Tuesday, February 02, 2010
Kindle DX vs. the iPad
The new device came labeled "Robert's 6th Kindle". My first two Kindle's were versions 1 and 2 of the device, the other three are the software readers on my iPhone, notebook, and desktop. Presumably, once I get the iPad in two months, that will be my 7th Kindle tracked by Amazon.
The fact that I have some many Kindles reinforces the fact that it's a "cloud book library" and not a device. I have 168 items in my library. Many have described the Apple iPad as a competitor to the Kindle, but the opposite is true: Amazon is in the business of selling books, it'll happily sell you a book for your iPad, and store it in your cloud library.
I bring up the iPad because it's roughly the same size as the Kindle DX. It has roughly the same physical dimensions, although the iPad is about 40% heavier. The Kindle's screen is 1200x800, while the iPad is 1024x768.
The devices have different trade-offs. The Kindles use "e-ink" technology that requires no power to maintain its state. Thus, the device wakes up to redraw the page, then goes back to sleep while you read it. This means it has fantastic battery life, going for a week between charges even under heavy use. The iPad, though, will only go 10 hours between charges. Because of the battery life, I'd rather travel with my Kindle than an iPad.
The e-ink has problems. It doesn't support color, and is a dark-grey on light-grey text. This makes it hard to read in low-light conditions, although it's easy to read in bright sunlight. The iPad is a normal LCD display, which is easy to read in low-light, but harder to read in bright light. However, whereas many laptops are nearly impossible to read in direct sunlight, the iPad should still be legible. That's because it uses the same IPS LCD technology found on the iPhone and MacBooks.
Another trade-off is screen refresh. It takes about a half-second for the Kindle device to update the screen. This makes navigating the device painfully slow. It's a minor tradeoff when reading books from start to finish, but is painful when navigating a college textbooks. And, of course, the Kindle lacks touch screen, which makes navigation even worse. Amazon created the Kindle DX for colleges, but in my experience, it sucks. The iPad will be much better.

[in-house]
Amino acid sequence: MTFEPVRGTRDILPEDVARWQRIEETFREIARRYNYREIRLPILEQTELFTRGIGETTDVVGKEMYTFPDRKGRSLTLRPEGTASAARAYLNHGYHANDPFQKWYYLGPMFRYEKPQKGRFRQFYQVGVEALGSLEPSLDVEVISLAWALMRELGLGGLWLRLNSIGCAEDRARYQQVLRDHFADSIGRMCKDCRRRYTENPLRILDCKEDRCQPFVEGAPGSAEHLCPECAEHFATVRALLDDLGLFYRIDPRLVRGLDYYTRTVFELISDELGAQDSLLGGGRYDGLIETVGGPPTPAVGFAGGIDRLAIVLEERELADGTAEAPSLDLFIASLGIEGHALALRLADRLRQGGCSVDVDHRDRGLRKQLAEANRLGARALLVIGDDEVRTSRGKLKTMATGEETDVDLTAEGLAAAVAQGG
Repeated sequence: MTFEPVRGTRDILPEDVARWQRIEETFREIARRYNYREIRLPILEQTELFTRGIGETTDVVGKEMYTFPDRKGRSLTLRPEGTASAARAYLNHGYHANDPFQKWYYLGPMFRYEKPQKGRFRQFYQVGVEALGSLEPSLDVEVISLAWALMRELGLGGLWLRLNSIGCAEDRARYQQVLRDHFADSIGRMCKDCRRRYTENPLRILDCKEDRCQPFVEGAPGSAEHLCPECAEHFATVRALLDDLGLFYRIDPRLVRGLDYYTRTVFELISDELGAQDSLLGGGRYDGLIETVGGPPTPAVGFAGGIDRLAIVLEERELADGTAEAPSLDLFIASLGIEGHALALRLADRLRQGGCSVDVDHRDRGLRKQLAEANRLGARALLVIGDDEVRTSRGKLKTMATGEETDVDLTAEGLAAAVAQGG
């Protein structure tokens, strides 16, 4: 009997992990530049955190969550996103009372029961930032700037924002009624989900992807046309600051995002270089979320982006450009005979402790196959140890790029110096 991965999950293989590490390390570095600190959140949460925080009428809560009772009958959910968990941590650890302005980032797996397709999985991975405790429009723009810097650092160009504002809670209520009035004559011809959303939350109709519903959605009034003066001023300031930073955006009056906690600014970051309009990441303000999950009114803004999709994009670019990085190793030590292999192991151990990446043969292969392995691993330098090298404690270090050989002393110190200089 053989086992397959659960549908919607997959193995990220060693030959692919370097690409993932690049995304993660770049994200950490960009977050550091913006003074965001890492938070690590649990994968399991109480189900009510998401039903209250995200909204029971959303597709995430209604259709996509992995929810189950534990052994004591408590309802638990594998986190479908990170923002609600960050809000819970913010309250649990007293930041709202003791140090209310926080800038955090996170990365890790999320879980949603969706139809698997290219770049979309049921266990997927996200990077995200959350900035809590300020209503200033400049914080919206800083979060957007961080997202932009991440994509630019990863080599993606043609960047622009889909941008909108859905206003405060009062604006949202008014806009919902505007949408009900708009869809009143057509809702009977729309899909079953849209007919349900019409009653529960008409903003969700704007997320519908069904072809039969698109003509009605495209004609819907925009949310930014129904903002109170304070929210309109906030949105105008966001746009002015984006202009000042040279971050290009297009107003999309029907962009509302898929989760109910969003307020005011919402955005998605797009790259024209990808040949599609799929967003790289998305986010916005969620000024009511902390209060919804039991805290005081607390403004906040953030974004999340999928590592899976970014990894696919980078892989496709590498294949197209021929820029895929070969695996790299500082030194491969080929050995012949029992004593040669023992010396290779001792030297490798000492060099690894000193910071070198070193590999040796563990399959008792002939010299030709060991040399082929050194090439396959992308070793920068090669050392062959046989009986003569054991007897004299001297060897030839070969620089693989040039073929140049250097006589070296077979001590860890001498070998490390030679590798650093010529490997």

Another problem is PDFs. I plugged the Kindle into my computers, where it appeared as an external drive. I dragged-n-dropped some PDFs over to the Kindle to read them. Some worked fine, but others didn't. The problem is that the DX forces a PDF to be scaled at 100%, one page per screen. You can't zoom in or out. In some cases, the font was too small to be legible, and there's just no fixing that. The iPad handles PDFs much better.
Humorously, the first thing I read on the Kindle DX was the latest The Economist magazine that has picture on it's cover showing Jobs' new iPad. Reading magazines on the larger Kindle is much easier, due to the difficulty of reading images.
The DX is my new primary device for reading books and magazines. I read roughly 2 magazines a week and one book every two weeks, so that's quite a bit of time I'll be spending with the device. However, in two months, that might change again when I get the iPad, and read Kindle books from that device instead.
By the way, I think the iPad will be about as successful as the Mac Mini: not a failure, but not a runaway success either. I believe the keyboard is just too important to give up, and that there will never be a replacement (not voice recognition, not touchscreens, not anything). On airplanes, I see a lot of laptop computers and Kindles, I doubt I'll be seeing tablet computers (the iPad or the coming crop of competitors) displacing the laptop.